Coping Tips for Caregivers
Caregivers often feel they must tend to their loved one’s needs full time; however, burning yourself out can negatively affect your own health. You have to take good care of yourself in order to care for others. This is not selfish, but essential! So take a break, eat right, get out and exercise, laugh, confide in a friend, accept that you can’t do everything alone, and most of all be thankful for what you DID do today.
Give yourself a break
All of the things you do are not equally important, so set priorities and build in “me time” to your day. Look after your health, go for a walk or take a long bath when you have those free moments. Lift your spirits by having lunch with a friend, take a nap, or simply do nothing and just relax.
Ask for and accept help
As a caregiver it is important to ask for and accept help when it’s offered. Know when you’ve reached your limit and need to step away. Having others that you can rely on can be a relief. Be willing to ask for help when you need it and before frustration and exhaustion sets in.
Try to find humor and joy in the little things. When it is
funny – laugh out loud and share it.
Confide in someone
Talk to a non-judgmental individual (pastor, sister, brother,
friend) that has experienced something similar. Let that
person be your sounding board so you don’t become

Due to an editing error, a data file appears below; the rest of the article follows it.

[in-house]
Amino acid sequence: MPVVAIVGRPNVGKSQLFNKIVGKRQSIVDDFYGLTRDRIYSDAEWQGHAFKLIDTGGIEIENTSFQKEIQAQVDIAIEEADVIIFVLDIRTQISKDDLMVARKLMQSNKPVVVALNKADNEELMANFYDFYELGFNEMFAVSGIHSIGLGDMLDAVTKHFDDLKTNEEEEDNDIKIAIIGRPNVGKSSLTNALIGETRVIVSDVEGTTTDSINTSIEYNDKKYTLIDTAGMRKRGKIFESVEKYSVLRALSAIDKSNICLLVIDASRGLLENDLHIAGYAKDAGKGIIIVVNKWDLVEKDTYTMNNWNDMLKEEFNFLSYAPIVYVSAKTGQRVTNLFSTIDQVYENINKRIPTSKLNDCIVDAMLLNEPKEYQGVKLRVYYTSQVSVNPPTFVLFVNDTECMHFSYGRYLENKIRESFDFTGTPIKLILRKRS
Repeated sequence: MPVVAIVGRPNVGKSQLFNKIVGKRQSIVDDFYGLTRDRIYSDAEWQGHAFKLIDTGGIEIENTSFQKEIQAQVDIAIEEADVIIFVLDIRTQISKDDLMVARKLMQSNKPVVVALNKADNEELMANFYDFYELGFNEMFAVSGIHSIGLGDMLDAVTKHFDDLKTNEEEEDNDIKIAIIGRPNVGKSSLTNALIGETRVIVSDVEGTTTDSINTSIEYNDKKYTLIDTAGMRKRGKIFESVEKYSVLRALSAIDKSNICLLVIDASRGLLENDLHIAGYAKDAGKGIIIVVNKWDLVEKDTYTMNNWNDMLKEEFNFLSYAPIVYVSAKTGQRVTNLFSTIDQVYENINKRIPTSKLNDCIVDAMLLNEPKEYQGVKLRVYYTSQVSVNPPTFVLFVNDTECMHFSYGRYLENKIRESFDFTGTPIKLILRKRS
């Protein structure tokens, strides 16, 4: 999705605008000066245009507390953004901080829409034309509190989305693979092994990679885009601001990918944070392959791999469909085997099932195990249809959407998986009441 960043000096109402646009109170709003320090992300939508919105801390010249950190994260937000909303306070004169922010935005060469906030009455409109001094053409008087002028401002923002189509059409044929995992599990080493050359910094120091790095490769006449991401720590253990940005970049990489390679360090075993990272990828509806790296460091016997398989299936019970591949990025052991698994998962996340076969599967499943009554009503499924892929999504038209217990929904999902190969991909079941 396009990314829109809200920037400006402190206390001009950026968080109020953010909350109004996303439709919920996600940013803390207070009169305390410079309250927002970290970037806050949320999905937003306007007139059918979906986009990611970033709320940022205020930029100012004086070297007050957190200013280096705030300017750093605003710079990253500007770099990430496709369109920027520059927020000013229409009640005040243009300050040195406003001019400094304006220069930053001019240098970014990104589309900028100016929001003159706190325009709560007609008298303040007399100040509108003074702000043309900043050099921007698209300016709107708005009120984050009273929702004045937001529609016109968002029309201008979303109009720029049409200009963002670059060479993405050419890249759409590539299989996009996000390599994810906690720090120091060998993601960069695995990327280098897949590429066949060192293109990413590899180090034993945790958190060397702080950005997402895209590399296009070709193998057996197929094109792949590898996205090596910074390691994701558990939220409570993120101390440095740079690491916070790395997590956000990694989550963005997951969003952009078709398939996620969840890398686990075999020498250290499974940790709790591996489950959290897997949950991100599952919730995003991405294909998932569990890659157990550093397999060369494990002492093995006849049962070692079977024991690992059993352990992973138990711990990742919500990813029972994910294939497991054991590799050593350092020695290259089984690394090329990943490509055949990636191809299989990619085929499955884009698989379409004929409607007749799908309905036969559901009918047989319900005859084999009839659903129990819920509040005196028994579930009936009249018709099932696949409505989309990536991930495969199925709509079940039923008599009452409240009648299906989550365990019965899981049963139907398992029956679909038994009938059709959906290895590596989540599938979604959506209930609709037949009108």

isolated and can maintain a clear head and feel heard.
Be thankful – daily
End your day by taking a minute to breathe, step outside and
look up at the night sky. List off the things that you are thankful
for and recognize that what you did today does matter.
Jeff from Bangor, Michigan helped his father care for his mother when she was diagnosed with Parkinson’s disease. “Mom was the one with the chronic diagnosis, yet my dad, her main caregiver, was beginning to decline rapidly,” said Jeff. “The staff at Caring Circle spoke with our family about receiving respite care for Mom at the Hanson Hospice Center, to give my father a much needed break. Although Dad went to visit her every day, he was able to go home and sleep knowing that Mom was cared for. After this experience our family planned for Mom to revisit the Hanson Hospice Center once a month for respite care. This made such a positive change in my dad’s health and ability to be Mom’s caregiver.”